The pandemic caused by the coronavirus has forced the world to adapt to the new normal, and organizations around the world have transitioned to working from home settings. Although this allows people to work in a safe and comfortable home, a study shows that there are quite a few pitfalls in remote work. To determine its impact and long-term consequences, a substantive study was conducted that involved data from 61,182 Microsoft employees in the United States. It turns out that during the pandemic, the average weekly working hours of the tech giant’s employees increased significantly.
The research, published in the journal Natural Human Behavior, is due to the fact that before the COVID-19 pandemic, only nearly 5% of Americans were working from home, and by April 2020, this number jumped to 37%.
The results of the study show that remote work within Microsoft’s company “results in the employee’s collaboration network becoming more static and isolated.” The study adds that remote settings lead to “less bridges between different parts” and explain the synchronization between employees Communication is reduced.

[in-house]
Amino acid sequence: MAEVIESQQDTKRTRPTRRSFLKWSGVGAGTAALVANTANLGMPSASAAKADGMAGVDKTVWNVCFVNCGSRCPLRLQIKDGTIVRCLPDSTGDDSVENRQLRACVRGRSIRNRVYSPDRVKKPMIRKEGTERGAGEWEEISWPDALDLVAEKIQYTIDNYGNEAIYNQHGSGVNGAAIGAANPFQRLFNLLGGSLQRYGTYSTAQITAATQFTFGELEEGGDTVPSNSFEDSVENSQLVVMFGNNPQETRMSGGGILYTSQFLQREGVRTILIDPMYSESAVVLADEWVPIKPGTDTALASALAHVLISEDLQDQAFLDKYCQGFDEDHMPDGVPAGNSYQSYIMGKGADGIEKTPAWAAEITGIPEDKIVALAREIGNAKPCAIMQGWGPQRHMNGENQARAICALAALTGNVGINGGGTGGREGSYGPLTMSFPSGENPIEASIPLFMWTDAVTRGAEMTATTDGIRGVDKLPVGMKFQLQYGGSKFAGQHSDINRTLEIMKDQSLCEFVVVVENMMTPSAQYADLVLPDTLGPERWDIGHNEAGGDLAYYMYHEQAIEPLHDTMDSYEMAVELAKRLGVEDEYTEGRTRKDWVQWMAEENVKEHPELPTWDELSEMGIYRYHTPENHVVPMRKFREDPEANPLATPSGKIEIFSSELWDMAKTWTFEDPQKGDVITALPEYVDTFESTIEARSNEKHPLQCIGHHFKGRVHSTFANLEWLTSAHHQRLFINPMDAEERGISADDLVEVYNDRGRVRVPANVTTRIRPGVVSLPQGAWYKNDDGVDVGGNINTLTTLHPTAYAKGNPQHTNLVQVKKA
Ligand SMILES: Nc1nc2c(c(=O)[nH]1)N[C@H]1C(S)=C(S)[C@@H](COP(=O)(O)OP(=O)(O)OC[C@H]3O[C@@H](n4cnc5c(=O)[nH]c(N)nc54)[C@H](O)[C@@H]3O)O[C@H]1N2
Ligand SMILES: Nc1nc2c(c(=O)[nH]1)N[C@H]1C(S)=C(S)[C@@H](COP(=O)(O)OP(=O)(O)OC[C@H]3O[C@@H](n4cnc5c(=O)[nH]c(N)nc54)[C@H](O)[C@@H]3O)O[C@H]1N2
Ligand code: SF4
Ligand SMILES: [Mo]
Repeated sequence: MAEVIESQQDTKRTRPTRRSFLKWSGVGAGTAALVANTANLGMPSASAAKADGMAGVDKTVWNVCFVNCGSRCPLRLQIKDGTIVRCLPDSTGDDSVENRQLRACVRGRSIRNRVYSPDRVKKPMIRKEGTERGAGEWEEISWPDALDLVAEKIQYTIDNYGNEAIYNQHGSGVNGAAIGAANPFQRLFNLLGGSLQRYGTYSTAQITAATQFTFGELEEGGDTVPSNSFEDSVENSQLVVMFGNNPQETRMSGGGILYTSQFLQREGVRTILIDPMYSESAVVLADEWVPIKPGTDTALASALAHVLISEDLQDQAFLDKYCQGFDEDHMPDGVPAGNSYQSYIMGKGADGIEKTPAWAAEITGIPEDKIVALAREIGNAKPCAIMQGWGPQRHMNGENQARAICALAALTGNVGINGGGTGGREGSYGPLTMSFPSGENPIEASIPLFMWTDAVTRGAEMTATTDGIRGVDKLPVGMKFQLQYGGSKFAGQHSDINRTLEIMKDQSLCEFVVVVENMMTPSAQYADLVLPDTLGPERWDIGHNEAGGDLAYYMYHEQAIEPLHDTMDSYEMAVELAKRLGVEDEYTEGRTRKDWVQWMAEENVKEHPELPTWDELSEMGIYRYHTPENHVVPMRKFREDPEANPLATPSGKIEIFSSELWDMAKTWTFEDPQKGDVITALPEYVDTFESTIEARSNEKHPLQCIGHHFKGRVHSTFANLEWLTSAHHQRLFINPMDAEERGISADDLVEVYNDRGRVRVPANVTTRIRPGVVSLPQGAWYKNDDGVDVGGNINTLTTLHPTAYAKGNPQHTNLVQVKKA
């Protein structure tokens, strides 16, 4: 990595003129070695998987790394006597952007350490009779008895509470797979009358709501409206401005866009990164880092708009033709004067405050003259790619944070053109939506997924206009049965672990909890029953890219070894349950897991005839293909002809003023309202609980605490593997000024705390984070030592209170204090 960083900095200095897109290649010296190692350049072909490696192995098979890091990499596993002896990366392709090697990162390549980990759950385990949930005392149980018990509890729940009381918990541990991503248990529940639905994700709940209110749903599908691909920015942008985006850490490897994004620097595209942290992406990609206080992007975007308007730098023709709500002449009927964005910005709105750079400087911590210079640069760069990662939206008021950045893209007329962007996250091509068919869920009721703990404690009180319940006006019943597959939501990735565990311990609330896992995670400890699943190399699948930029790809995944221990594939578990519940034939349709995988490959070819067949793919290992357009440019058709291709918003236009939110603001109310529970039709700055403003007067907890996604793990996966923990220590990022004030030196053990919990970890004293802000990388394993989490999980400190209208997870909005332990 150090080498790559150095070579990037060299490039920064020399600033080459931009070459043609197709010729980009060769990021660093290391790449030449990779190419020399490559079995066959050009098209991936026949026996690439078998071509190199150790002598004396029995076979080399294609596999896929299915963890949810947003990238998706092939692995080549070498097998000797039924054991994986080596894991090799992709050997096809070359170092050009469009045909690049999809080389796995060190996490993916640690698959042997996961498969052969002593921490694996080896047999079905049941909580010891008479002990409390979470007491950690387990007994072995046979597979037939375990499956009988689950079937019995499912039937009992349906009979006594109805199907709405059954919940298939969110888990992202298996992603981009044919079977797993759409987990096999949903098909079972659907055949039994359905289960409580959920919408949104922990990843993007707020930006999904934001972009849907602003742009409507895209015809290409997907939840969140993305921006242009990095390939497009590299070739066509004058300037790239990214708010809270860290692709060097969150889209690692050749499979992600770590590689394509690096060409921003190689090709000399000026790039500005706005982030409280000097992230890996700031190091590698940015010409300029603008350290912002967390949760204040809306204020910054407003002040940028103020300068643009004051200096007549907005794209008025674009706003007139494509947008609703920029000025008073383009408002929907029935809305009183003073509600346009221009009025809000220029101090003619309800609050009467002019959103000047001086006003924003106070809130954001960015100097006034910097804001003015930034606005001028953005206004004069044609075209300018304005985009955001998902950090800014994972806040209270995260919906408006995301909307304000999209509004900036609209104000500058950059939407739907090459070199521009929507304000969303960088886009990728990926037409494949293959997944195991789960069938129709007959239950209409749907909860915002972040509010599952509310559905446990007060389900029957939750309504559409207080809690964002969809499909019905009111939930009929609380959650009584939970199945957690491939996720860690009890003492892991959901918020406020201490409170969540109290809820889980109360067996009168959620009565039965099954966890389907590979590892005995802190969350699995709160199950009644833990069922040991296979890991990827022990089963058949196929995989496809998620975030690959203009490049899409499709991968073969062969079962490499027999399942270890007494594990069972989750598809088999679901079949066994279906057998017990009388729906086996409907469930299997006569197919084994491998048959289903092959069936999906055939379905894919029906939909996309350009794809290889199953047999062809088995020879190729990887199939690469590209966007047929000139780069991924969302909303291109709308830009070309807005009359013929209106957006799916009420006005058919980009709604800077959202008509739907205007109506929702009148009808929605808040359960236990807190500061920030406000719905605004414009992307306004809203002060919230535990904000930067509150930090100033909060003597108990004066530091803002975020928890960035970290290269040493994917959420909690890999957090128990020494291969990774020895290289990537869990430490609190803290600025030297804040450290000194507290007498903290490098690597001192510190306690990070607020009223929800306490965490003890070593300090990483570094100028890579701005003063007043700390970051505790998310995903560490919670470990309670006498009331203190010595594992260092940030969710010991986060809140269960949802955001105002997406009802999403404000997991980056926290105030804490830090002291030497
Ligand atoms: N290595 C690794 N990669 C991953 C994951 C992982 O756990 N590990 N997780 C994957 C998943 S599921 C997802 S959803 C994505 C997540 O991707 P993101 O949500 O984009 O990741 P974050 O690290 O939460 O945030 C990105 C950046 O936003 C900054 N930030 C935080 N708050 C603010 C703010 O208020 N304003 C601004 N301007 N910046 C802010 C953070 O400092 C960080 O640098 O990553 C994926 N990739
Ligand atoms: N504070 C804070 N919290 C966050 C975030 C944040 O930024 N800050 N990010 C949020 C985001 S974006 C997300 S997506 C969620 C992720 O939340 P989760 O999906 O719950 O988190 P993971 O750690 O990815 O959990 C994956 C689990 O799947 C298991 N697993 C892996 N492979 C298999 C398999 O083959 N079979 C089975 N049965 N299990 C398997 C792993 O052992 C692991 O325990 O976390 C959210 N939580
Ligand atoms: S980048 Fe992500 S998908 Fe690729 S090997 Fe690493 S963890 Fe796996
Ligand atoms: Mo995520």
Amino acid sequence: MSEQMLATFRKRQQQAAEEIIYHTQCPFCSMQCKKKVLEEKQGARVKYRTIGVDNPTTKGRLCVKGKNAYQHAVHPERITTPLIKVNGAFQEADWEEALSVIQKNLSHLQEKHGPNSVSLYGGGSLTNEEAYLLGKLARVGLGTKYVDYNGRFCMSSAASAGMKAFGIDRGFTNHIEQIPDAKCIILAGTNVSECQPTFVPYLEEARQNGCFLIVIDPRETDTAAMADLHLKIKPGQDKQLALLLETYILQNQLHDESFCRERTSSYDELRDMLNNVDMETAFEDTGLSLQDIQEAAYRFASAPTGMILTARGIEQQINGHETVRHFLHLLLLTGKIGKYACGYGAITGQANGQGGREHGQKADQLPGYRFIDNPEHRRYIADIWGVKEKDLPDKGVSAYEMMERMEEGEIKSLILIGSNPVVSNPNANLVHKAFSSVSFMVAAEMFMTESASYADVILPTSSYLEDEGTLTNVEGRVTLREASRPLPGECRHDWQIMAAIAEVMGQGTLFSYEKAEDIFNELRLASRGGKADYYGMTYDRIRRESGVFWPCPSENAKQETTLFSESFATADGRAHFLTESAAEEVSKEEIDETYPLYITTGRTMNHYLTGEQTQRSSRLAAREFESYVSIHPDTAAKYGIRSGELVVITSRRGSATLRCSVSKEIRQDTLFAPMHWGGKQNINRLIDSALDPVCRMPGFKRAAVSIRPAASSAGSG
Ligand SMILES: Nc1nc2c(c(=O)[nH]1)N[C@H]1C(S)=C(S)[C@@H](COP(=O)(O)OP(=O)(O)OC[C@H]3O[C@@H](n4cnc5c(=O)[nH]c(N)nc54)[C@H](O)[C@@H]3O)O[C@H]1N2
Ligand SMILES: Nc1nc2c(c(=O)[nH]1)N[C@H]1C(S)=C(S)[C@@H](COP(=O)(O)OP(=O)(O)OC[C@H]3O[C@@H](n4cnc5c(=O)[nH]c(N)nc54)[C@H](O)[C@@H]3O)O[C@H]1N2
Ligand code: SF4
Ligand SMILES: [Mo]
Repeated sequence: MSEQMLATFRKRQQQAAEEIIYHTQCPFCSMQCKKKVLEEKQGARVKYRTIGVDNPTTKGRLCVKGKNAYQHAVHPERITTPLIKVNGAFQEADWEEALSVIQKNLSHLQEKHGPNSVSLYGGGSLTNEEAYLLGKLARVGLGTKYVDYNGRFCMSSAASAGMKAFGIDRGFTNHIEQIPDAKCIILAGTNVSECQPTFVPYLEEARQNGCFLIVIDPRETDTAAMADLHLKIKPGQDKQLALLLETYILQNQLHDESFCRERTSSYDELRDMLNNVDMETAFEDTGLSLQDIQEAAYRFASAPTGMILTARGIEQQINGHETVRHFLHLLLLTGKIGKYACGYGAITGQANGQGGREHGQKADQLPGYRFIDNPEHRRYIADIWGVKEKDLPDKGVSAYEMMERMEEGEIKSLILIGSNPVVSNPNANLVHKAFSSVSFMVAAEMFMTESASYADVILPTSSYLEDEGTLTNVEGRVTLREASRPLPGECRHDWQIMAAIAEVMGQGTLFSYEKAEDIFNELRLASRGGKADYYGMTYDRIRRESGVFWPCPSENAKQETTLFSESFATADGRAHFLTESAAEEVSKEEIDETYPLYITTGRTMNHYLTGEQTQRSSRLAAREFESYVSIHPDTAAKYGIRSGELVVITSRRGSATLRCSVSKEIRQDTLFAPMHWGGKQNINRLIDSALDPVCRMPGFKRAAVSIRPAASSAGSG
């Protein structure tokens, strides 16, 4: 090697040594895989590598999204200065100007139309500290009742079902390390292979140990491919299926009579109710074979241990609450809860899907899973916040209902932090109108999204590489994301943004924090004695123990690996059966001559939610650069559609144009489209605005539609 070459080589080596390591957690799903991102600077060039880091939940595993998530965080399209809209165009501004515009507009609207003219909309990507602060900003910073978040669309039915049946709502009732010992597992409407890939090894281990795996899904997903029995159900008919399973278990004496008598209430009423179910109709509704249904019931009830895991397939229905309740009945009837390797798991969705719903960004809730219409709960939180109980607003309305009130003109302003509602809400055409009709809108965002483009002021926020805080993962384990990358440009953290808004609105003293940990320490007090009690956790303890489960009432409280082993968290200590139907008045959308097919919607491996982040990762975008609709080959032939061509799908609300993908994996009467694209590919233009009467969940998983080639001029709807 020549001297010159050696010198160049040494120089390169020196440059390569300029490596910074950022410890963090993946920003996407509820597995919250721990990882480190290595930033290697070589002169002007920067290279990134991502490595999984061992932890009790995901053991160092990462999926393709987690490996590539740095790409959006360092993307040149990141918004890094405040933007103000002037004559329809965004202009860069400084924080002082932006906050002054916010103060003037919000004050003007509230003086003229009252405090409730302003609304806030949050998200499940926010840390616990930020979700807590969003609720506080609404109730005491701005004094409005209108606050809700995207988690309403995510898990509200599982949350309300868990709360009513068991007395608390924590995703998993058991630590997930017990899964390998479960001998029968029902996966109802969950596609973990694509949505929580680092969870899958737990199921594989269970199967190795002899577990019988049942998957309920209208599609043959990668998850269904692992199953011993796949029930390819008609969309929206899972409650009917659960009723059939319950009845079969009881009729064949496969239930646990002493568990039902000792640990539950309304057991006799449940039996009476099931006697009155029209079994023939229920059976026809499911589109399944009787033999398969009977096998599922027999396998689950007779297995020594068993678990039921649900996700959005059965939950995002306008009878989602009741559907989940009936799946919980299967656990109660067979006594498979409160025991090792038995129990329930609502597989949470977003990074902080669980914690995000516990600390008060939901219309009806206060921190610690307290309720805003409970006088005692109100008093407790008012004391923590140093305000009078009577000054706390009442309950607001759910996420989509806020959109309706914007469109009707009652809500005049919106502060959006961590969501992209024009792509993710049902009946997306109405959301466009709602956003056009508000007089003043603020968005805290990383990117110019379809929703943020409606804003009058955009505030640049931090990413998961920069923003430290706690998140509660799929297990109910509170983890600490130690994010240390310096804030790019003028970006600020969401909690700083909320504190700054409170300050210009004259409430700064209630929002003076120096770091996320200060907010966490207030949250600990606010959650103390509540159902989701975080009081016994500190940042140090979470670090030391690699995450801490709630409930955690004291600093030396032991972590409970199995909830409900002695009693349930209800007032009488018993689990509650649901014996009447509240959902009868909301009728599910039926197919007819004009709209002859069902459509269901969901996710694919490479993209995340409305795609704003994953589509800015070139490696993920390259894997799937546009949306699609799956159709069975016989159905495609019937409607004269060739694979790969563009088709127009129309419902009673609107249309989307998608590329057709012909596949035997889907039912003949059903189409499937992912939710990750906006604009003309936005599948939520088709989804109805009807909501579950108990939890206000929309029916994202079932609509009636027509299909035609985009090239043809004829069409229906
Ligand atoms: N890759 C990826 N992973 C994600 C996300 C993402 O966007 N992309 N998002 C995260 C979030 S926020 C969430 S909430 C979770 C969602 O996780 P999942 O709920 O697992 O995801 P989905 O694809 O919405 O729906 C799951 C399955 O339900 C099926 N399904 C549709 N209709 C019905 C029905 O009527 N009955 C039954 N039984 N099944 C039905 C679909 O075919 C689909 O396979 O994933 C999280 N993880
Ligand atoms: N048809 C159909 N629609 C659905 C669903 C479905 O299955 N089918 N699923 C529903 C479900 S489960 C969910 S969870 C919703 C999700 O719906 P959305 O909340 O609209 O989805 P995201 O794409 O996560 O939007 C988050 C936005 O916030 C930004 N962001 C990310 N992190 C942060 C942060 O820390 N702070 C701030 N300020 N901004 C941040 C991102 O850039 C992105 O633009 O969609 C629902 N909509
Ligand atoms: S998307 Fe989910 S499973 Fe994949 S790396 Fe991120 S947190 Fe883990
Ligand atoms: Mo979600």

The study explained: “In general, these effects may make it more difficult for employees to access and share new information online.”
However, the study also pointed out that due to the transition to remote work, an average weekly increase of 10% does not necessarily mean that employees work longer. Researchers say this may also indicate a decline in productivity.
“The increase in working hours per week may indicate that employees are less efficient and need more time to complete their work, or that they are replacing part of their commuting time with working hours,” the study said, adding that they can only measure the time of day. The time between one and the last work activity. The study stated: “It may also be due to breaks or interruptions in non-work activities, and the same working hours are distributed in a larger share of the calendar day.”
According to a Microsoft blog post, the study also shows that remote work has reduced the amount of time employees spend on collaboration across group connections by approximately 25%. It also caused Microsoft’s organizational structure to become “lack of vitality.”
To reach the above conclusions, the study examined data for the first six months of 2020, which included Microsoft employees’ emails, calendars, instant messages, video/audio calls, and weekly working hours.